Older blog entries for horar (starting at number 3)

10 Feb 2006 (updated 4 Mar 2006 at 12:01 UTC) »

I am curious to know what software everyone uses for capturing circuit schematics for their robotics projects. I've tried quite a few different packages over the years and have never been particularly pleased with any of them. Of course there are still many that I haven't seen yet. Do any of you have any recommendations, especially for open source software to do this?

Yesterday I decided to try an alternative approach and created a schematic of a slightly modified version of David Tait's classic serial PIC programmer using scalable vector graphics. SVG is the up and coming web technology for creating high quality 2D graphics on web pages. You can see the results of this first test here http://asmith.id.au/robotics-pic16f84.html converted to a gif file, since most web browsers don't properly handle SVG yet. The SVG source file for this can be downloaded from http://asmith.id.au/files/serpic.svg. You may or may not be able to view the SVG file directly in your browser.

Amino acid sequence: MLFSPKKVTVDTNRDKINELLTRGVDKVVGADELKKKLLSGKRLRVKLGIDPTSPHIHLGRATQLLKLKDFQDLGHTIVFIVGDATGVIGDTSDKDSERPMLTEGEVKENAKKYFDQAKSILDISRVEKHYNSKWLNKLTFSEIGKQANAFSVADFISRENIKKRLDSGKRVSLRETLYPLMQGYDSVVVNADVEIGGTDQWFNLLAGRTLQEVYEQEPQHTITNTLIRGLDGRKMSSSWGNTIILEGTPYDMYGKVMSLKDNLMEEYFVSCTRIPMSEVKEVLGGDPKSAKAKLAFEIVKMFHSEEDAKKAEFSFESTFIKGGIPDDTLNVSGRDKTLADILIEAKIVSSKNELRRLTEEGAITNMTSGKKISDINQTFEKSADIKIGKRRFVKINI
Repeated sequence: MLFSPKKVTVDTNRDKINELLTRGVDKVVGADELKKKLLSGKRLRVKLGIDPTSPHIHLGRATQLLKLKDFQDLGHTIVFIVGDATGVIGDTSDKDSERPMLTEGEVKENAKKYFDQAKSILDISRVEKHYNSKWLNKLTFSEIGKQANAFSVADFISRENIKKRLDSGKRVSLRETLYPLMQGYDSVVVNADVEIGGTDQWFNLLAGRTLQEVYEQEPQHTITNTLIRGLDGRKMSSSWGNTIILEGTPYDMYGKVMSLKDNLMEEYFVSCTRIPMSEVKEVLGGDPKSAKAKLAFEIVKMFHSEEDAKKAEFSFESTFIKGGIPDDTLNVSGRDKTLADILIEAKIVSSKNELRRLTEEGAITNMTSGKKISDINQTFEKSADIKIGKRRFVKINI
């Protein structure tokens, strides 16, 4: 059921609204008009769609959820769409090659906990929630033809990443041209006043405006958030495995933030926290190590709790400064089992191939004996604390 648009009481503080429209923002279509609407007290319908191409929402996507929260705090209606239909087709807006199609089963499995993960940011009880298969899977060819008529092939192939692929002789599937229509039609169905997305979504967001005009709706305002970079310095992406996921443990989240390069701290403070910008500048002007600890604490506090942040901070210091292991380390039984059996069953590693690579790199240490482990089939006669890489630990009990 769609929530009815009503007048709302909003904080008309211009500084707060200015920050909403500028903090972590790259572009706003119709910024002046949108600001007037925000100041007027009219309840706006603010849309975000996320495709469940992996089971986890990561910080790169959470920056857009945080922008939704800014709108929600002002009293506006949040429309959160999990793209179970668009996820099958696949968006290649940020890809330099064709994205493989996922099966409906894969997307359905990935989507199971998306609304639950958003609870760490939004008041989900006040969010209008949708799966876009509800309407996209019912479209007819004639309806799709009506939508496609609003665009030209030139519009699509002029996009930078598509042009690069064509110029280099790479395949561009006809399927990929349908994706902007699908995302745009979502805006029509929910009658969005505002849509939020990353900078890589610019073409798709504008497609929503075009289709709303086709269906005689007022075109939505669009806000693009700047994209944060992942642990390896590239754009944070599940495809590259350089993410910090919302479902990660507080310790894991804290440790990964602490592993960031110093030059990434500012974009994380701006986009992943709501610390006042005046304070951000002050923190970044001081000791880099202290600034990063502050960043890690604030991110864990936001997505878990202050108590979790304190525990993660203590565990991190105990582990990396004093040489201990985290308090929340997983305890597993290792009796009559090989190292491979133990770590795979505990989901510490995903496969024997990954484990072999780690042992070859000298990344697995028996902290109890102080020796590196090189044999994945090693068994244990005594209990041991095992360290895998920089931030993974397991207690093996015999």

PS Just noticed and fixed the broken link to the SVG file.

Over the past week I have been developing an effective bump sensor to reduce the risk of damage as Ally careers around the room. Owing to the larger size of this robot, something a bit more sophisticated than whiskers was needed and I am very pleased with the result.

I've spent some time this afternoon updating my robotics website and there is now considerably more there to interest my fellow robot builders, including details of the bump sensor. Please drop by and check it out.


18 Jan 2006 (updated 18 Jan 2006 at 15:15 UTC) »

I've set up a webcam covering the part of my work area devoted to robotics. You can see what is happening with my robots at any given time by pointing your browser at http://asmith.id.au/webcam.html. Update Implemented a work around for a file permission problem with the uploaded webcam image. After working perfectly for weeks, today of all days the webcam daemon suddenly began to misbehave.

After lurking on a daily basis for several years, I have finally created an account on robots.net. I'd like to take this opportunity to say hello to everyone. I'll endeavour to post some pictures and descriptions of my robotics projects in the coming weeks.

If you'd like to say hello informally, why not drop by the #robotics channel on the freenode.net IRC servers and introduce yourselves.

There are a bunch of hard core robotics geeks there ranging in skills from interested groupies to professional robotics researchers. We hail from all corners of the globe so there is almost always someone awake.

Share this page